In the last few weeks, you may have received e-mails from businesses and organizations asking you to give consent so they can continue to send you newsletters. The reason for these e-mails is Canada’s Anti-Spam Legislation, or CASL, which will come into effect on July 1st, 2014. This new legislation is designed to protect Canadians from spam all the while allowing businesses to continue with their usual activities.
In preparation for next week, here’s what you need to know about CASL. Note that this is not legal advice, just a few pointers on how the new legislation will affect you.
- The new legislation prohibits individuals, businesses, and organizations from sending “commercial electronic messages” (CEMs) to recipients in Canada without having first obtained their consent, implied or expressed.
- The legislation doesn’t apply to personal relationships between individuals so long as you can show that this relationship is based on two-way communication between two individuals who have shared interests or experiences, and know each other’s real identities.
- This legislation applies to any commercial message sent from or accessed on a computer located in Canada.
- If you gave a company or organization your consent before the law comes into effect on July 1st, that consent is still valid after that date.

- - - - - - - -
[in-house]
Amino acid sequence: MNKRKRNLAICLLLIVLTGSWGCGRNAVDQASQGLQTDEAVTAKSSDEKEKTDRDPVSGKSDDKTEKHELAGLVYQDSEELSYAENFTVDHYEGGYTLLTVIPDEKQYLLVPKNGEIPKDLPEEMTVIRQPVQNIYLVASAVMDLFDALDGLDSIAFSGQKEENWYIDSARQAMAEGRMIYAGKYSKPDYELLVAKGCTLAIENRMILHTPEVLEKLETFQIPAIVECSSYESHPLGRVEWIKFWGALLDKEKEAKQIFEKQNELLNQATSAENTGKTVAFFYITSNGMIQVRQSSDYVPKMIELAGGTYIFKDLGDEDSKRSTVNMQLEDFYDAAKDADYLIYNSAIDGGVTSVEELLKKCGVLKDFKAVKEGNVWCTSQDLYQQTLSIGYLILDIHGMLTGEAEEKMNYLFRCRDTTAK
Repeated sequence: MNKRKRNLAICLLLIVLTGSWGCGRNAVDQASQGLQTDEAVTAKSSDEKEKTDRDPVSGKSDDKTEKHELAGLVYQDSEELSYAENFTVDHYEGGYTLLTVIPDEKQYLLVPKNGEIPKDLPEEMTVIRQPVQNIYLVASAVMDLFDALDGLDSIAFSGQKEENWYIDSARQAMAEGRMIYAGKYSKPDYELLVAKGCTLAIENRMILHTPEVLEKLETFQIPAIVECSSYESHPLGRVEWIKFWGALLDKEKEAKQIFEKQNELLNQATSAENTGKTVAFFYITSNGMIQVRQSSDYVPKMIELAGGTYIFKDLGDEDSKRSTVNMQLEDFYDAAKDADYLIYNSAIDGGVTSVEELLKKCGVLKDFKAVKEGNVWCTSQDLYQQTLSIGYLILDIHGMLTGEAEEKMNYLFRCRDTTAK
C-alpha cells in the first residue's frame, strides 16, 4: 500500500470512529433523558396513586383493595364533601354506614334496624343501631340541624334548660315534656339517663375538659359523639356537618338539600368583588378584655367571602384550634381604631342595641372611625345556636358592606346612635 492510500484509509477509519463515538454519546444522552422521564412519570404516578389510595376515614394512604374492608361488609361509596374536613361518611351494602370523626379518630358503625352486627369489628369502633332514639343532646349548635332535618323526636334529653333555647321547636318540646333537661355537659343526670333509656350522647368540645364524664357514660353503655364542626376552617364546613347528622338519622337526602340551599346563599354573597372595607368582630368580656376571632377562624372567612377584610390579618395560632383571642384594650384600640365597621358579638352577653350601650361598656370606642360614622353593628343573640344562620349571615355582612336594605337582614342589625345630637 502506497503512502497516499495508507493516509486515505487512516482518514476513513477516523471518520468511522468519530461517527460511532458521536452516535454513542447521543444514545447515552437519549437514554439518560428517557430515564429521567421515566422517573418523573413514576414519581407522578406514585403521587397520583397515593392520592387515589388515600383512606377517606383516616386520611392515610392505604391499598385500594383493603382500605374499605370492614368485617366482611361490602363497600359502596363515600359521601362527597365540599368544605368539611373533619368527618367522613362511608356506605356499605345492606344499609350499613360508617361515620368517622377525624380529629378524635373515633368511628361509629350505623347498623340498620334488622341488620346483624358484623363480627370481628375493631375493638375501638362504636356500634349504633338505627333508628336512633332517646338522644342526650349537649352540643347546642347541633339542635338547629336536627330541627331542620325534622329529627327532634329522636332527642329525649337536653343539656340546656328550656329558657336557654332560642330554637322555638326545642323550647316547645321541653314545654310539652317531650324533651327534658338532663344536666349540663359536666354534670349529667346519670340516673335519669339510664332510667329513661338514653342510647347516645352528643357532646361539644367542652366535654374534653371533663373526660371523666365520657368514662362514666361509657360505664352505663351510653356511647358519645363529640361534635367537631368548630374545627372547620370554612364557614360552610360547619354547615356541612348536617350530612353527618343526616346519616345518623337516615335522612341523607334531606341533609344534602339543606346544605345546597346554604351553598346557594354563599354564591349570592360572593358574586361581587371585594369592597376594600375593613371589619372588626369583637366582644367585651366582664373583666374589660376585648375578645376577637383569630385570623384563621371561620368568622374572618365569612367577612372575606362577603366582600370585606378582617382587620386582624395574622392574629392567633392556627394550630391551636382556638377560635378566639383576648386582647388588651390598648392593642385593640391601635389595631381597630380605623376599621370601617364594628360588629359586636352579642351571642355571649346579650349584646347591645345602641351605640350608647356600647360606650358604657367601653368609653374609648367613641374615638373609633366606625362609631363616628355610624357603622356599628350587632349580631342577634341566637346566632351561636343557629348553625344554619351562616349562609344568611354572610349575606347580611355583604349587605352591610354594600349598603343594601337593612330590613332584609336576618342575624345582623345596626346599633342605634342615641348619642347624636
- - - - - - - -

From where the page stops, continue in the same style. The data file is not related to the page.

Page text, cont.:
- Your consent can both be implied or expressed. Implied consent refers to companies you have a past business or non-business relationship with. With implied consent, there is a 36 month transitional period. Basically, your implied consent will be valid for three years after the law comes into effect, but you can withdraw that consent at any time. Express consent has to be explicitly given and doesn’t have an expiration date. Like implied consent though, it can be withdrawn at any time.
- If you give your consent to one company, that company can share your consent with other companies it works with. If you want to withdraw your consent, you can do so with the company you initially gave consent to, and it’s up to that company to share the withdrawal with its partners.